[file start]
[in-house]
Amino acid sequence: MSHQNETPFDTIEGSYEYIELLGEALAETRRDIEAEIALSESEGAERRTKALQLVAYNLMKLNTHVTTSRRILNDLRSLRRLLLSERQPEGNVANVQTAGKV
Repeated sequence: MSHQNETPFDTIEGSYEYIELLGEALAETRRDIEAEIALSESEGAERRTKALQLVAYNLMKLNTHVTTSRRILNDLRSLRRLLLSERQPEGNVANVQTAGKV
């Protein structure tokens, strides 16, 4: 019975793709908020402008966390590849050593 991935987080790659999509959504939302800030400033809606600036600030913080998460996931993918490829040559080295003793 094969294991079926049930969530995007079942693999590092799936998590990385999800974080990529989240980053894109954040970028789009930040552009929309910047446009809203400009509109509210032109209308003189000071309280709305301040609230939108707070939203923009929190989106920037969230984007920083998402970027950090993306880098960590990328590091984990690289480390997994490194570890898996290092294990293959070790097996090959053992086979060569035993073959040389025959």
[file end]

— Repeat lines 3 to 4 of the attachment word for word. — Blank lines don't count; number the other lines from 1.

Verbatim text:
Repeated sequence: MSHQNETPFDTIEGSYEYIELLGEALAETRRDIEAEIALSESEGAERRTKALQLVAYNLMKLNTHVTTSRRILNDLRSLRRLLLSERQPEGNVANVQTAGKV
């Protein structure tokens, strides 16, 4: 019975793709908020402008966390590849050593 991935987080790659999509959504939302800030400033809606600036600030913080998460996931993918490829040559080295003793 094969294991079926049930969530995007079942693999590092799936998590990385999800974080990529989240980053894109954040970028789009930040552009929309910047446009809203400009509109509210032109209308003189000071309280709305301040609230939108707070939203923009929190989106920037969230984007920083998402970027950090993306880098960590990328590091984990690289480390997994490194570890898996290092294990293959070790097996090959053992086979060569035993073959040389025959």